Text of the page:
Apps and social media platforms provide a way for runners to not only post achievements and share tips, but also to garner support from the running community, fans, friends and family as they prepare for difficult races like the Boston Marathon. Running is often a solitary sport, but there has always been a sense of community around races and marathons, so it’s no surprise that that camaraderie has poured over into social media sites.

Running apps

Because marathon participants in training are virtually always on the go, phone apps are a popular way to stay connected. Some of the more popular phone apps include Nike+ Running and RunKeeper, both of which allow users to track and share their stats with friends via social media sites like Facebook and Twitter.

There is also a new app from the Boston Athletic Association called Boston Marathon World Run. This app allows users to upload their runs, use interactive maps and post pictures of training. It invites “people from all around the world to participate in their own Boston Marathon” from wherever they may be. 

The Boston Marathon World Run app has a list of “Global Ambassadors” who are largely elite runners. It is easy to find their names and click on their profiles to see if they have uploaded anything. For examle, Desiree Davila Linden of the United States has posted a few photographs of training and other running related fun. Linden competed in the 2012 Olympics and set the female American Boston Marathon record in 2011 when she finished with a time of 2:22:38.

Social networking

There’s a plethora of social networking sites designed specifically for runners. These include Runner’s Lounge, a site dedicated to hardcore runners; Breaking the Tape, perfect for runners in training, and even Running Singles, a dating site that connects single runners. All of these sites allow runners to connect with others who share similar passions, post about milestones, gripe about setbacks and offer information for fans and even the media in the months leading up to the Boston Marathon.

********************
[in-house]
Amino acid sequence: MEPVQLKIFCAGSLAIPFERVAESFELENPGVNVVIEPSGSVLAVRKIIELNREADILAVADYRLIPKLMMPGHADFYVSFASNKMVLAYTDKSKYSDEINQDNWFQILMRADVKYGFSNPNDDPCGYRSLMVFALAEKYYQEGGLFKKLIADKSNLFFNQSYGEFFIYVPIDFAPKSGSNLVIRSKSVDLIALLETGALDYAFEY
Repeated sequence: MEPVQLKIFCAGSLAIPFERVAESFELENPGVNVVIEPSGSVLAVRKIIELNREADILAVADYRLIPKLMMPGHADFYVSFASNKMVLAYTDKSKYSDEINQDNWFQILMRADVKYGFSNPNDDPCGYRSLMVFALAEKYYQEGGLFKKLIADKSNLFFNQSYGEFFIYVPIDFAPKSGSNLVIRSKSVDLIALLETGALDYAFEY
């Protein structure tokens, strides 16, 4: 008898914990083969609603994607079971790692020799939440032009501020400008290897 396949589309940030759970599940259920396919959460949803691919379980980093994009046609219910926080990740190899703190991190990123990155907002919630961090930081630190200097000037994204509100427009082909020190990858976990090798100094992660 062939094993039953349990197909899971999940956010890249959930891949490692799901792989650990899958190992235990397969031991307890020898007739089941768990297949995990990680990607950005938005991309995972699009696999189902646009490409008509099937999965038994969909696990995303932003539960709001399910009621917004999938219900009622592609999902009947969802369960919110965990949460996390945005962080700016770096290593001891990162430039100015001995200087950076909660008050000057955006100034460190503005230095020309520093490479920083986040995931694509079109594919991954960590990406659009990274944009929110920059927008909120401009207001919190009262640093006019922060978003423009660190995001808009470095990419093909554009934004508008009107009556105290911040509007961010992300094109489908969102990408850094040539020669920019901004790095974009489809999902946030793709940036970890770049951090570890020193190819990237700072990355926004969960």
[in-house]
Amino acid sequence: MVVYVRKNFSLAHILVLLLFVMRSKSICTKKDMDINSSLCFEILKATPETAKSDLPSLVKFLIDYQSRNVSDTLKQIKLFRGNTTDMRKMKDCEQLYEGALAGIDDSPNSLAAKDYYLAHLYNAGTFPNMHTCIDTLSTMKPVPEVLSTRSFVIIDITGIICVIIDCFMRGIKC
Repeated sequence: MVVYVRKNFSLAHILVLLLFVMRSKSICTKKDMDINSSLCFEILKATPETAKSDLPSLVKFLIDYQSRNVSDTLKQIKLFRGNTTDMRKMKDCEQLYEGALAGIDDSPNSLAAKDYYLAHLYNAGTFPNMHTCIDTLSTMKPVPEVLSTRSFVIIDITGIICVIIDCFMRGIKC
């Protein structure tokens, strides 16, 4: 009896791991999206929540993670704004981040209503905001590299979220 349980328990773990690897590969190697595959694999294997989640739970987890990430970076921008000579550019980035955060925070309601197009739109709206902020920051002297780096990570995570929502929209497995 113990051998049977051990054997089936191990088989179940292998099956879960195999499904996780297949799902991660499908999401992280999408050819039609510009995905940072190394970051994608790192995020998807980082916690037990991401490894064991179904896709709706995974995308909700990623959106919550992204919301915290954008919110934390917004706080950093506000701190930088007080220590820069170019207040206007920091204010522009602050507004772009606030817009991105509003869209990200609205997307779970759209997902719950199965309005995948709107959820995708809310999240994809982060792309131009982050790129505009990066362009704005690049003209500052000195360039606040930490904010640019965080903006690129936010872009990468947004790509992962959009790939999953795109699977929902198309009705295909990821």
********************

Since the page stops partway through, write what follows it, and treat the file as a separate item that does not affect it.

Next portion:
Don’t rule out broader interest social media sites. Twitter is a veritable hotbed of elite running activity. Jason Hartmann (USA) was the first place American male finisher in 2013. He likes to tweet about training, friends and running in general. He is a Colorado resident, so the photos he posts of his runs are often stunning.

Ryan Hall (USA), who set a personal best in Boston in 2011, tweets about races, training, ASICS sneakers and how “President Obama has some bounce in his legs. I’d like to take him for a jog.”

And it’s not just the American elites who are tweeting. Lanni Marchant of Canada tweets often about family, races and training. She is also an avid retweeter of funny celebrity tweets for followers who want more than just training updates. Wilson Chebet of Kenya, one of the fastest half marathon runners of all time, just started tweeting a few weeks ago. His first message back on February 28, 2014 reads, “first tweet, in process of getting #BostonStrong. :) Happy and honored to test myself in Boston. See you soon!”

From avid runners looking for training tips to race day crowds looking to support their runners, Boston Marathon participants and onlookers can find a wonderful, supportive community online. Moreover, it is not likely to fade once the marathon has passed. There are always more races and more miles to train.

Shelly Barclay is a professional freelance writer and amateur author. She writes on a variety of topics from food to mysteries. She loves to share the culture and rich history of her birthplace and home, Boston, with the rest of the world. Her work can be found at


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